Set amongst a backdrop of Mexico’s Day of the Dead, the game tells the story of Manny Calavera, a travel agent working the afterlife. Sadly, it didn’t sell very well when it was first released, I’m told, which is a shame.

In fact, I’m sure that I bored readers of a video game blog that I did for a New Zealand news website a couple of years ago to tears with my continuous ramblings about how much I loved Grim Fandango and how I wished the game was re-created for modern platforms. Note the photo below of my original disc versions of Grim Fandango, Full Throttle, Blade Runner and System Shock 2.

Hard to find: I still have disc copies of Grim Fandango, Full Throttle, Blade Runner and System Shock 2. No, I won't sell them to you.

Hard to find: I still have disc copies of Grim Fandango, Full Throttle, Blade Runner and System Shock 2. No, I won’t sell them to you.

Grim Fandango comes from game developer Tim Schaefer and was released in 1998, an era when LucasArts was the king of adventure games and 16-bit operating systems were all the rage, but that means that it isn’t exactly easy to get running on modern OSs like Windows 8 or Windows 7. In fact, trying to get the game to run on a current PC is a nightmare.

Grim Fandango’s minimum specs are Windows 95/ME/2000/XP, a Pentium 133 CPU and 64MB of Ram so trying to get it to work on modern operating systems – both Windows and Mac – is, frankly, a hassle that requires a few hoops and you having to jump through them. You have to use a program like Residual VM to run the install files that you’ve copied from the install CDs – yes, CDs – because modern PCs with their 64-bit operating systems won’t run the stock installer from the game.

Modern PCs also created some inadvertent game play issues for Grim Fandango, as well. If I recall correctly, there was one puzzle involving a conveyor belt under the ocean that couldn’t be completed on a modern PC unless you disabled some of the CPU cores: Multiple core CPUs made the conveyor belt spin too fast!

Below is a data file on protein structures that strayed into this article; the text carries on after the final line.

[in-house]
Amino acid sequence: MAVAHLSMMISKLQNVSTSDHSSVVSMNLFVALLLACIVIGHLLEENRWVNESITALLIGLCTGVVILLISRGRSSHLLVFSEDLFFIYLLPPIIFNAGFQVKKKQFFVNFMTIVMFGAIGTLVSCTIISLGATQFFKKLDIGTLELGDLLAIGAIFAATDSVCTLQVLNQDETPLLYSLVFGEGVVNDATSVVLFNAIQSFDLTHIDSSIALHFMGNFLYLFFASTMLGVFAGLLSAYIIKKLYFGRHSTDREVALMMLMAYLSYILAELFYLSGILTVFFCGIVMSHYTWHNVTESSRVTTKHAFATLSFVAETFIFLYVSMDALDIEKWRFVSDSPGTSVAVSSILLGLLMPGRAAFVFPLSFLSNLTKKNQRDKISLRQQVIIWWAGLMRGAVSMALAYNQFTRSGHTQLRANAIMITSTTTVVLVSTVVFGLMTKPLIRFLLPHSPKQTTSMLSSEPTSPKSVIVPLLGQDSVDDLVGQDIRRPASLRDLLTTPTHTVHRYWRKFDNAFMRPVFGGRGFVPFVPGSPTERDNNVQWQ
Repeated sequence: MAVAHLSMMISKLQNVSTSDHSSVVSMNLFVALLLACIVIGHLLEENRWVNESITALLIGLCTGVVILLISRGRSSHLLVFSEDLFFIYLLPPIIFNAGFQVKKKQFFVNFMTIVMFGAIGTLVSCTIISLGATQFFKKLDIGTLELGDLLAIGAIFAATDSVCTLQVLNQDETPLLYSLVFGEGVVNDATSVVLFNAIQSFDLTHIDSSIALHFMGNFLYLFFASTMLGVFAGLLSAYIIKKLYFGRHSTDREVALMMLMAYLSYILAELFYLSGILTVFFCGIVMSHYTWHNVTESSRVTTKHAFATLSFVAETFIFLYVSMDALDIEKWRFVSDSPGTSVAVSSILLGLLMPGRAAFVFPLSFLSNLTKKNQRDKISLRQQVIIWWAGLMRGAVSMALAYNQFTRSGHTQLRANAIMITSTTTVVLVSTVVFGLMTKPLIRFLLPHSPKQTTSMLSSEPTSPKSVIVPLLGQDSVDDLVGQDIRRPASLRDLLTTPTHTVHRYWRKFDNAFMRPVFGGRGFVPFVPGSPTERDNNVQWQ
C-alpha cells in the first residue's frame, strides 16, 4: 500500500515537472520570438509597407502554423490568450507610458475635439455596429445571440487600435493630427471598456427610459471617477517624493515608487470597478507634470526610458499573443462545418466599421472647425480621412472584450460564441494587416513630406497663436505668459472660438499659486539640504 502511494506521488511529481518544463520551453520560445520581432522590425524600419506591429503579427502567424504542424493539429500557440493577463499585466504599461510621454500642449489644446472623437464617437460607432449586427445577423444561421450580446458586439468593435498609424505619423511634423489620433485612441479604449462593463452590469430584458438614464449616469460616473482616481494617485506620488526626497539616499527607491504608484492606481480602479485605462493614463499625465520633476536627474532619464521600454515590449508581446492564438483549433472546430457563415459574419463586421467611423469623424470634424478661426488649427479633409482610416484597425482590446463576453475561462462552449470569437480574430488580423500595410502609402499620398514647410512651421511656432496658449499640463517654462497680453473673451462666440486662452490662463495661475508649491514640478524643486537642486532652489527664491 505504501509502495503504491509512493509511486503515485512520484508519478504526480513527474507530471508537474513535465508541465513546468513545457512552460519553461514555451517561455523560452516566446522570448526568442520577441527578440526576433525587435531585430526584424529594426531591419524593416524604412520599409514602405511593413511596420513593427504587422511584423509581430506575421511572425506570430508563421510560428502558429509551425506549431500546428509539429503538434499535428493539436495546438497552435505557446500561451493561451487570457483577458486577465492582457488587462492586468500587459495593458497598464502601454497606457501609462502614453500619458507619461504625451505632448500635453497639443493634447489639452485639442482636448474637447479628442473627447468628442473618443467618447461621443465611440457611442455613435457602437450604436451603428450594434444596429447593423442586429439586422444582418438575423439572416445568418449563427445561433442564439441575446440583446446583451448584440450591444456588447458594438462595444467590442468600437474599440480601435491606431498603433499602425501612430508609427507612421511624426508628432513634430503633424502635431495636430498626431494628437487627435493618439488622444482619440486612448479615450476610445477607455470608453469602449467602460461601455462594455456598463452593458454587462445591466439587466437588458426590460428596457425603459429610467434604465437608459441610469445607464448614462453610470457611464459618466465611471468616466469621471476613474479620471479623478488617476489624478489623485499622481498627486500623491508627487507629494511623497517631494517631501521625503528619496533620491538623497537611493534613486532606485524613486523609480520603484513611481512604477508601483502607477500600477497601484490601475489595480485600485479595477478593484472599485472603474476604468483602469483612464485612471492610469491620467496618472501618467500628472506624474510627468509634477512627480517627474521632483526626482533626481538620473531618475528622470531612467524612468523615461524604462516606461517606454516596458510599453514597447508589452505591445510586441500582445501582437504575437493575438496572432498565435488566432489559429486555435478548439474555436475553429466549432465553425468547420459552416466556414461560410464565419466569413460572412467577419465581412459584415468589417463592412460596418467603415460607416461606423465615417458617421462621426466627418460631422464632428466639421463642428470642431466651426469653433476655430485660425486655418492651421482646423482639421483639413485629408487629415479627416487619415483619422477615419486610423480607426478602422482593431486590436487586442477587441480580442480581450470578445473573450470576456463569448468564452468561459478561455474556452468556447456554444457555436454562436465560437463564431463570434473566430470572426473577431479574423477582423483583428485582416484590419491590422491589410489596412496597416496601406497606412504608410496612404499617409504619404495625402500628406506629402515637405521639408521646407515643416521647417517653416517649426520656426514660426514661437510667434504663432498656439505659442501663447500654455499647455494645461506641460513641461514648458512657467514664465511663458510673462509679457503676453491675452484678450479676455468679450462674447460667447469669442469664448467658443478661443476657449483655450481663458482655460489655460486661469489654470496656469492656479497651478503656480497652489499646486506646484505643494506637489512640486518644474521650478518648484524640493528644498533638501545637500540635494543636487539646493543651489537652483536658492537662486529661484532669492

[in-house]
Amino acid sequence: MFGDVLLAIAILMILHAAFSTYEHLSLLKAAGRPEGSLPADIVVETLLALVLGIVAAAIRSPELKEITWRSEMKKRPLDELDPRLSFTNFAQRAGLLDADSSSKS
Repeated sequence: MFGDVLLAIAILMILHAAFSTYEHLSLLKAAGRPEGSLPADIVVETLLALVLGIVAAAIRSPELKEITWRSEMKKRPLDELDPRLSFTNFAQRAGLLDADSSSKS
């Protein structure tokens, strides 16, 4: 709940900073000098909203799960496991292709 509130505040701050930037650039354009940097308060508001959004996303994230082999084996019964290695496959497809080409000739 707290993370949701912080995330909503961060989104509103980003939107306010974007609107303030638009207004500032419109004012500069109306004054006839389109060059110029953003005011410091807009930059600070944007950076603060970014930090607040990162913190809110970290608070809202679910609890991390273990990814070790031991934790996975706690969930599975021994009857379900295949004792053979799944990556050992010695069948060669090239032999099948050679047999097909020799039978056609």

After years of tinkering and file copying to get Grim Fandango to work on my Win8.1 PC and Macbook Pro, my wish has been granted with the released of Grim Fandango Remastered, a new version of the game which is exactly what it says on the box: A Remaster not a re-imagining.

So what has Tim Schaefer and his company Double Fine done with Grim Fandango to Remaster it? The character models are now sharper and more defined, textures are now high resolution, the lighting is now more atmospheric (venetian blinds cast shadows on characters when they walk in front of them), the audio has been remastered, the musical score has been re-recorded by the Melbourne Symphony Orchestra, and the control scheme has been revamped (meaning you don’t have to use the tank controls if you don’t want to. The name tank controls came from the fact that in the original game, Manny Calavera could move forwards, backwards, left and right using the arrow keys within the environment. He did this little shuffle on his feet while he turned left or right, too. Essentially, he moved like a tank does).